The trucks and buses would start in the far left hand lane and then cross 3 lanes to complete the U-Turn.

    Perfectly acceptable, once you understand what's happening.

    “Someone is sitting in the shade today because someone planted a tree a long time ago”

    .

  10. #35
    Member

    Join Date
    Nov 2017
    Last Online
    Yesterday @ 09:10 PM
    Location
    SW Australia
    Posts
    441
    I’ve seen three-point u-turns in a dual carriageway.
    None of that silly ‘full lock and accelerate’ nonsense - they’ve paid for a reverse gear and they’re gunna use it.

  11. #36
    Thailand Expat jabir's Avatar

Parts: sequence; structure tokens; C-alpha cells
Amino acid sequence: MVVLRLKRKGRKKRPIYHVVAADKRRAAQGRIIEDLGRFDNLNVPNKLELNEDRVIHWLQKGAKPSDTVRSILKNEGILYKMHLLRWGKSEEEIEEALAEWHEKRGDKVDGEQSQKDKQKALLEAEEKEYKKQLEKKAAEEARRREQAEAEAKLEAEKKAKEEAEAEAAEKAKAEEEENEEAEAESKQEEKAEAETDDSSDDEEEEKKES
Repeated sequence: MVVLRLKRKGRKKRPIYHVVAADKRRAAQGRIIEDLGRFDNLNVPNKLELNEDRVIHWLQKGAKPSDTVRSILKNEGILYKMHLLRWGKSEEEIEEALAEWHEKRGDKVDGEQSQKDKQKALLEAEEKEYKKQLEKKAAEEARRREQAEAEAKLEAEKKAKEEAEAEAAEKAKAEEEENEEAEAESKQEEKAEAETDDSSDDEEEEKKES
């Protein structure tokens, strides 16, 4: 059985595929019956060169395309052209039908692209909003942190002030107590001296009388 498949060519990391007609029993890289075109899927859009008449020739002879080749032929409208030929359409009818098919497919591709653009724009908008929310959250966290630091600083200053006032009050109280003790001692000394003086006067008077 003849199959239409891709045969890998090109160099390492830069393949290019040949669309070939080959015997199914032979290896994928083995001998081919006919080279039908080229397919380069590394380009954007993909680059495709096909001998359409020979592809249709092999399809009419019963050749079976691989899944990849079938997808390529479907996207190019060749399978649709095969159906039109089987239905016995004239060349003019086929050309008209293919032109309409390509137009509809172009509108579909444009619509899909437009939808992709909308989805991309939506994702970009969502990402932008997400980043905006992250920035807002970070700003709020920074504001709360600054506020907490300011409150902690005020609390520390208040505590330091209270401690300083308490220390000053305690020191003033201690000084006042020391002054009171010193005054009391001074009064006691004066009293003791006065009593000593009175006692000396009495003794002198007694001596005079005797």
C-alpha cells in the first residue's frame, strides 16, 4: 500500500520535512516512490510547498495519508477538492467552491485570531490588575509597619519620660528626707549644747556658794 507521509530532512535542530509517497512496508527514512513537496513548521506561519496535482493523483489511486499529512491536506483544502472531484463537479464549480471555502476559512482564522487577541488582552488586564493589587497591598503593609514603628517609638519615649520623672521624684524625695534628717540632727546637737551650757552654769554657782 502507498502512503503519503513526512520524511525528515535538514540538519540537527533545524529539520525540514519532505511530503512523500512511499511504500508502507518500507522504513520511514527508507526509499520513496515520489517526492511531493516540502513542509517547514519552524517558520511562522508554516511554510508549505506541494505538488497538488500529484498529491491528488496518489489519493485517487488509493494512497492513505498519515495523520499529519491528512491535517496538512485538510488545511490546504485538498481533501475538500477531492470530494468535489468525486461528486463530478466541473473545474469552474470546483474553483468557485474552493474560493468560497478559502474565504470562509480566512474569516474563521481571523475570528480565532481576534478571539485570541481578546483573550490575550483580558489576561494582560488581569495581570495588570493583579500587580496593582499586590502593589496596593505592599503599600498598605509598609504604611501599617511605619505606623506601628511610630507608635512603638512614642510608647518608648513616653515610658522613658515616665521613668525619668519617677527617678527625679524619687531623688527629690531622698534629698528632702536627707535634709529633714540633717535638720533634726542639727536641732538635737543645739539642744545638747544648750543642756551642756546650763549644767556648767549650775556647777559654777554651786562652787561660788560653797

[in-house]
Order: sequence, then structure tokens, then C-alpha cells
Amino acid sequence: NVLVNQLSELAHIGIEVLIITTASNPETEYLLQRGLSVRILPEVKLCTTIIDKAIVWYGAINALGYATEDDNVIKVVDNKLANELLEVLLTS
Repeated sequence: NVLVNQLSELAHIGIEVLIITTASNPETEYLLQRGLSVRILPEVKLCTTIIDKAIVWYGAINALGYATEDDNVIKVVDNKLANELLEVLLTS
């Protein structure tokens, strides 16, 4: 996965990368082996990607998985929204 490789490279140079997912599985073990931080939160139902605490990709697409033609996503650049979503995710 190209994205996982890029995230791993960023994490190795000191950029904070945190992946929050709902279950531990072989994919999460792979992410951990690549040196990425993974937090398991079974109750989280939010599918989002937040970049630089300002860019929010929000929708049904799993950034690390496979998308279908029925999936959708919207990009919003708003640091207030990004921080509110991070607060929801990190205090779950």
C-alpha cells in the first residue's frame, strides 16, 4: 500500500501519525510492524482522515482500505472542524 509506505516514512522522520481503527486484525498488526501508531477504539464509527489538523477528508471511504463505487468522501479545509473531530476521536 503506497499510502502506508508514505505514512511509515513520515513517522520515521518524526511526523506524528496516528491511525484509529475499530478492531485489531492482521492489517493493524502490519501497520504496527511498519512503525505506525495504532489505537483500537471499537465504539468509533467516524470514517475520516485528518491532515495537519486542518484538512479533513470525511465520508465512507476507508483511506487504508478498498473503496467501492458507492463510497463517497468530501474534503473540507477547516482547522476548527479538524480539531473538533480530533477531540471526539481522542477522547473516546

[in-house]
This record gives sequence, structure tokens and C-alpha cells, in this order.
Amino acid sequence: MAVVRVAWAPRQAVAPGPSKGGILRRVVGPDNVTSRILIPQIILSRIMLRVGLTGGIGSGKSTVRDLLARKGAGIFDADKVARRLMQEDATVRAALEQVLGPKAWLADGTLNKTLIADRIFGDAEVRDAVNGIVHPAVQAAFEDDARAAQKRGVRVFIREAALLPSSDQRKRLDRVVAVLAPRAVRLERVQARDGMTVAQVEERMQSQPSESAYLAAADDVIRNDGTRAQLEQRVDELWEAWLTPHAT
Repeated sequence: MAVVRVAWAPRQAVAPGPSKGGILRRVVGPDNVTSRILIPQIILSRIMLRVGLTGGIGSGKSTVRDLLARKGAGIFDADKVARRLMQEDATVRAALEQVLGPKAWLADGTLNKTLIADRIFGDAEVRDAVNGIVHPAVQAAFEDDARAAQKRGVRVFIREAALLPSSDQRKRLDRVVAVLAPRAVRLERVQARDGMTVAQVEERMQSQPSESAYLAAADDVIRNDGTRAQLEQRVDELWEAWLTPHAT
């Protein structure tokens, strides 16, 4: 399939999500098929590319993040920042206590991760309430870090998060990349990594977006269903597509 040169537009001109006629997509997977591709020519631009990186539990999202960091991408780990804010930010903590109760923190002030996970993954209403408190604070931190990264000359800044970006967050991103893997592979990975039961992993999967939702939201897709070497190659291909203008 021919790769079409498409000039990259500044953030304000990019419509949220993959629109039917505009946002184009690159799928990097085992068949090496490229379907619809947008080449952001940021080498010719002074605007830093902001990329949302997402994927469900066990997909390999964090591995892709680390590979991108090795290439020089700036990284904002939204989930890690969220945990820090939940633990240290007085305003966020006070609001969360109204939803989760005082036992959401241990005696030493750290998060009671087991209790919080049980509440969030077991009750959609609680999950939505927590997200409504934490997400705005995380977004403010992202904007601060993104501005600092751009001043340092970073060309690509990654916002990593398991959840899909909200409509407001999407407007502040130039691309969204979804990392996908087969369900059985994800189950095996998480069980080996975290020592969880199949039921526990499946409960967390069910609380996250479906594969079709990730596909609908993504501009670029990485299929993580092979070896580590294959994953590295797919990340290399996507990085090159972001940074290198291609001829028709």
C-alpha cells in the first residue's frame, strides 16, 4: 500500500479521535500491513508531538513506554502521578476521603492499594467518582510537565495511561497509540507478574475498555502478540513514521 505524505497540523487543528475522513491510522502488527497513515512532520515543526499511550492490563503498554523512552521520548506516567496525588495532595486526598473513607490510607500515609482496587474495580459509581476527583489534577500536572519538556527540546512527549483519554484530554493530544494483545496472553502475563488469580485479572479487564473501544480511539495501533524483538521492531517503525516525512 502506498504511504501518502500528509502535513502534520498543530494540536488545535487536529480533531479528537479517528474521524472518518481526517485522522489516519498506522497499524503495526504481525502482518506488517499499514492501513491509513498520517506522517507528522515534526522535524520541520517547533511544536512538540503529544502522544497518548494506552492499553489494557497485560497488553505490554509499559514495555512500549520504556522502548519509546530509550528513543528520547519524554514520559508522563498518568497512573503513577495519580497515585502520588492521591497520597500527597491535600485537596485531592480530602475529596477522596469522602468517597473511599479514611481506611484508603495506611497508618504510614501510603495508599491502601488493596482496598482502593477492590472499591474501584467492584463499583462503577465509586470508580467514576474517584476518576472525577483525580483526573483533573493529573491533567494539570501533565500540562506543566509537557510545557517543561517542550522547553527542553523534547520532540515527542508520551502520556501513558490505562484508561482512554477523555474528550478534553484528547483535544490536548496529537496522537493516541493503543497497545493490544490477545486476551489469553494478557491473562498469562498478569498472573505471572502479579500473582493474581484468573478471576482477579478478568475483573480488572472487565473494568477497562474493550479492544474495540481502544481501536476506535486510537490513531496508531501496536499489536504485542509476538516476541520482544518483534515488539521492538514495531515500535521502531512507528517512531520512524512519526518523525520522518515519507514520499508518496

Join Date
    Jul 2016
    Last Online
    @
    Posts
    8,463
    Quote Originally Posted by docmartin View Post
    I’ve seen three-point u-turns in a dual carriageway.
    None of that silly ‘full lock and accelerate’ nonsense - they’ve paid for a reverse gear and they’re gunna use it.
    I've seen two buses stopped alongside taking up the hard shoulder and 1.5 of 3 lanes, while the drivers discussed their schedules to decide where and when to meet up later. Can't say for the other one, but not a peep from the passengers on mine.

  12. #37
    Member

    Join Date
    Nov 2017
    Last Online
    Yesterday @ 09:10 PM
    Location
    SW Australia
    Posts
    441
    Jeez what’s wrong with that ???
    Still got 1.5 lanes free .....

Page 2 of 2 FirstFirst 12

Thread Information

Users Browsing this Thread

There are currently 3 users browsing this thread. (0 members and 3 guests)

Posting Permissions

  • You may not post new threads
  • You may not post replies
  • You may not post attachments
  • You may not edit your posts
  •